For example, "backlink(foo)" is influenced by the contents of page foo; "link(foo)" and "title(bar)" are influenced by the contents of any page they match; "created_before(foo)" is influenced by the metadata of foo; while "glob(*)" is not influenced by the contents of any page.

Sorting plugins

Similarly, it's possible to write plugins that add new functions as sorting methods. To achieve this, add a function to the IkiWiki::SortSpec package named cmp_foo, which will be used when sorting by foo or foo(...) is requested.

The names of pages to be compared are in the global variables $a and $b in the IkiWiki::SortSpec package. The function should return the same thing as Perl's cmp and <=> operators: negative if $a is less than $b, positive if $a is greater, or zero if they are considered equal. It may also raise an error using error, for instance if it needs a parameter but one isn't provided.

The function will also be passed one or more parameters. The first is undef if invoked as foo, or the parameter "bar" if invoked as foo(bar); it may also be passed additional, named parameters.

Setup plugins

The ikiwiki setup file is loaded using a pluggable mechanism. If you look at the top of a setup file, it starts with 'use IkiWiki::Setup::Standard', and the rest of the file is passed to that module's import method.

It's possible to write other modules in the IkiWiki::Setup:: namespace that can be used to configure ikiwiki in different ways. These modules should, when imported, populate $IkiWiki::Setup::raw_setup with a reference to a hash containing all the config items. They should also implement a gendump function.

By the way, to parse a ikiwiki setup file and populate %config, a program just needs to do something like: use IkiWiki::Setup; IkiWiki::Setup::load($filename)

Function overriding

Sometimes using ikiwiki's pre-defined hooks is not enough. Your plugin may need to replace one of ikiwiki's own functions with a modified version, or wrap one of the functions.

For example, your plugin might want to override displaytime, to change the html markup used when displaying a date. Or it might want to override IkiWiki::formattime, to change how a date is formatted. Or perhaps you want to override bestlink and change how ikiwiki deals with WikiLinks.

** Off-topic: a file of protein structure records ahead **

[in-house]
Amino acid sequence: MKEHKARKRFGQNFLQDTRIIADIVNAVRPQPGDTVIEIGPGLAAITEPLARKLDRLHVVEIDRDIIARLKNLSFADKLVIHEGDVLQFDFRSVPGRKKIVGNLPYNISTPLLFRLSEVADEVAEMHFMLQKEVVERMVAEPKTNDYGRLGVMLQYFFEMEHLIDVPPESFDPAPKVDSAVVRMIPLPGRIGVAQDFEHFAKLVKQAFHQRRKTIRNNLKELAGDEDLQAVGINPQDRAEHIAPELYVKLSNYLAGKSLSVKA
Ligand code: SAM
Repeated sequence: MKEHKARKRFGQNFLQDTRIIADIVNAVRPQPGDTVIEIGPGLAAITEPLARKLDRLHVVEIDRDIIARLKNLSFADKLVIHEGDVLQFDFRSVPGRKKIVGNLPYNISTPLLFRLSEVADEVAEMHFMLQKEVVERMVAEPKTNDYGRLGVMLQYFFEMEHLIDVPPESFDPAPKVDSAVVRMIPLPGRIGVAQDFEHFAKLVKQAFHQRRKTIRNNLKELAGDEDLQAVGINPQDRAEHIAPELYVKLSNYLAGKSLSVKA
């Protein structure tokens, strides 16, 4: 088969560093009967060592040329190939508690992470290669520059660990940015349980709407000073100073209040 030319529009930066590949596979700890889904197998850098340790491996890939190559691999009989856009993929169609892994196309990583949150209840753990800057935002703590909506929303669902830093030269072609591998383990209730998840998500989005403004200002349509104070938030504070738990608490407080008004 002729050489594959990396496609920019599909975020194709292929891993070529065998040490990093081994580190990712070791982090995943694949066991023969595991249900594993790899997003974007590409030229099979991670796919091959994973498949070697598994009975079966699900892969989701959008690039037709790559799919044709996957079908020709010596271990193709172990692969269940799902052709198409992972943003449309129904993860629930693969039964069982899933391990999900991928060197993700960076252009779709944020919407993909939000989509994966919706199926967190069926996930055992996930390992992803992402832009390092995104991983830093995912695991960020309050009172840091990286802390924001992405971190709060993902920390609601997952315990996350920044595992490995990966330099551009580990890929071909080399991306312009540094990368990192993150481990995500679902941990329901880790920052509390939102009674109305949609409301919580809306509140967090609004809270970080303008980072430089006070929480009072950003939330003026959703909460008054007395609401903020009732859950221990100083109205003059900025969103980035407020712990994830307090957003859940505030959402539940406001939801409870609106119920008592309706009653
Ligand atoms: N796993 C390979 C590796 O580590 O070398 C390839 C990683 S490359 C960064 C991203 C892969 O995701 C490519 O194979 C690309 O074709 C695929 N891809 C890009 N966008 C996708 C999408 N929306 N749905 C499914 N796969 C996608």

By venturing into this territory, your plugin is becoming tightly tied to ikiwiki's internals. And it might break if those internals change. But don't let that stop you, if you're brave.

Ikiwiki provides an inject() function, that is a powerful way to replace any function with one of your own. This even allows you to inject a replacement for an exported function, like bestlink. Everything that imports that function will get your version instead. Pass it the name of the function to replace, and a new function to call.

For example, here's how to replace displaytime with a version using HTML 5 markup:

inject(name => 'IkiWiki::displaytime', call => sub {
    return "<time>".formattime(@_)."</time>";

Here's how to wrap bestlink with a version that tries to handle plural words:

my $origbestlink=\&bestlink;
inject(name => 'IkiWiki::bestlink', call => \&mybestlink);

sub deplural ($) {
    my $word=shift;
    $word =~ s/e?s$//; # just an example :-)
    return $word;

sub mybestlink ($$) {
    my $page=shift;
    my $link=shift;
    my $ret=$origbestlink->($page, $link);
    if (! length $ret) {
        $ret=$origbestlink->($page, deplural($link));
    return $ret;


Some plugins use javascript to make ikiwiki look a bit more web-2.0-ish.

All javascript code should be put in .js files in the javascript underlay, and plugins using those files can enable use of the underlay by calling add_underlay("javascript"); in their import function.

You'll have to arrange for <script> tags to be added to the pages that use your javascript. This can be done using a format hook.

Ikiwiki provides some utility functions in ikiwiki.js, for use by other javascript code. These include:

getElementsByClass(cls, node, tag)

Returns an array of elements with the given class. The node and tag are optional and define what document node and element names to search.

hook(name, call)

The function call will be run as part of the hook named name.

Note that to hook into window.onload, you can use the `onload' hook.


Runs the hooks with the specified name.